India Trip 2015 - Society for Child Development Visit

Reflections from 2015 trip to India.

Anna was invited to be a guest speaker at a Fair Trade meeting that MESH had organised. She suggested that I go and visit Society For Child Development  to see what they are doing there, and to ask for a few customisations to one of the products.

I was greeted at the large ornamental gate of SOCD - inside a four level concrete building, a bright bicycle wheel sculpture hung above the entrance and the large open courtyard had a blanket of petals in one corner where the flower petals had been salvaged from the temples to be dried and cut, worked into powder, paints and incense products.

   

“Kept left for the dog, please”, I just got to the left before a large dog stirred and its bark echoed across the courtyard. “He likes he’s sleeping” laughed my friendly guide. Into the office space past a number of tightly-knit desk spaces, a hive of activity all around.

In the office I sat and talked with the energetic Madhumita Puri, who’s vision for SOCD is to see disabled youth and adults given an opportunity to live a life of dignity and purpose. It was exciting to hear usually 80 and up to 120 disabled artisans are given work at SOCD, depending on orders. The products created here are made from recycled, waste or plant materials. Designers create the products, being mindful of the skills and capabilities of he artisans, as well as the varying nature of the materials they make the products from. SOCD has been able to put on a school as well, for disabled kids, which I was told was running that day. After being shown some of the new products that had been developed - and remembering to take photos of these to show Anna - I was invited to take a look around and explore for myself and see just what everyone was up to.

A group of blind artisans sat weaving fabrics together while others at a table were focused on rolling incense sticks together. Helpers sat with them making sure they had the bits and pieces they needed to complete their tasks. Was really incredible watching them.

 

Off this room I found the school for children with disability. Kids had just finished an activity and were about to have lunch. The class stared at me a little bewildered when I stumbled in and said hi. One boy though, had an enormous smile on and we shook hands, and everyone wanted their hands shaken and photos taken after that. Their faces on seeing their own picture.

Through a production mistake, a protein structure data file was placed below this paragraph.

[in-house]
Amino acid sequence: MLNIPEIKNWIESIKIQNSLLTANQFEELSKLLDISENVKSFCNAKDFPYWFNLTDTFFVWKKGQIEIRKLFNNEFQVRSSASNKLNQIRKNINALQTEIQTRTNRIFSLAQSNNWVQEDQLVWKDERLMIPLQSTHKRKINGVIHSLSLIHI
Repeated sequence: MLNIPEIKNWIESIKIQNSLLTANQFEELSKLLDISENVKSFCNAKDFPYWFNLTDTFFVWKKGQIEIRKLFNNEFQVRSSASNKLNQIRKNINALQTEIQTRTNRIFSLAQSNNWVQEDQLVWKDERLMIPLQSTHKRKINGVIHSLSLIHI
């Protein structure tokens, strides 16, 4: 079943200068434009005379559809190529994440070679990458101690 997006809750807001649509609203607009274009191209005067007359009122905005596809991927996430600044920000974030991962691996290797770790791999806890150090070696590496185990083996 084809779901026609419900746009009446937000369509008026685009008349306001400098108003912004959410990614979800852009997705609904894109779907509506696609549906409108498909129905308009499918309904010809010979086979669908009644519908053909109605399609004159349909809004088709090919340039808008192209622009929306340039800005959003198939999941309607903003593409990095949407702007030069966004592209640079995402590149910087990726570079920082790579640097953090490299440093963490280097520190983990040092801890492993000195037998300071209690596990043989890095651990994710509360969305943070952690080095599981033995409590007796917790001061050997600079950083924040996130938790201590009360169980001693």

Around the back and passed a door where many were sitting down about to have their lunch, to a beautiful outdoor area where a group of young men were making various things. One, with no right arm below the elbow, was using a paper-mache type paste to create bowls, another was creating the incense sticks. There was a few cheeky ones amongst them, and one was an absolute performer striking a bevy of crazy poses while the others laughed happily. He came at me saying something and Madhumita Puri exclaimed “Oh, Tskk!” and pushed him away gently, while he and the others laughed. I was definitely being teased!

 

After some exuberant hand shakes and thankyous I headed up stairs, where Madhumita Puri introduced me to the designers. Then on the roof area where many artisans sat weaving products like bags, purses, wallets together at sewing machines, and finally out where waste materials were being sorted and cleaned. It really was quite incredible to see how much was going on here - each room filled with activity.

Madhumita Puri showed me some products they had been developing as her assistant darted in and out of a back storeroom, retrieving the varying products. She talked a little about what it was like when a new person would come for work, describing that often the disabled youth have been treated as too special, have had everything done for them and so have never been empowered to do things for themselves. “I am not your mumma, I have to say” says Madhumita sternly and then breaks into laughter, “Oh the amount of times I have to tell them that.” She describes when a new person is trained in something, and suddenly realise they can do it themselves, the pride they take in that moment, in their creations, that sense of achievement. Dignity.

I can see the Madhumita Puri and the many others at SOCD have created an atmosphere of true empowerment, where providing an opportunity to work is opening up so much more.


David Shooter
David Shooter

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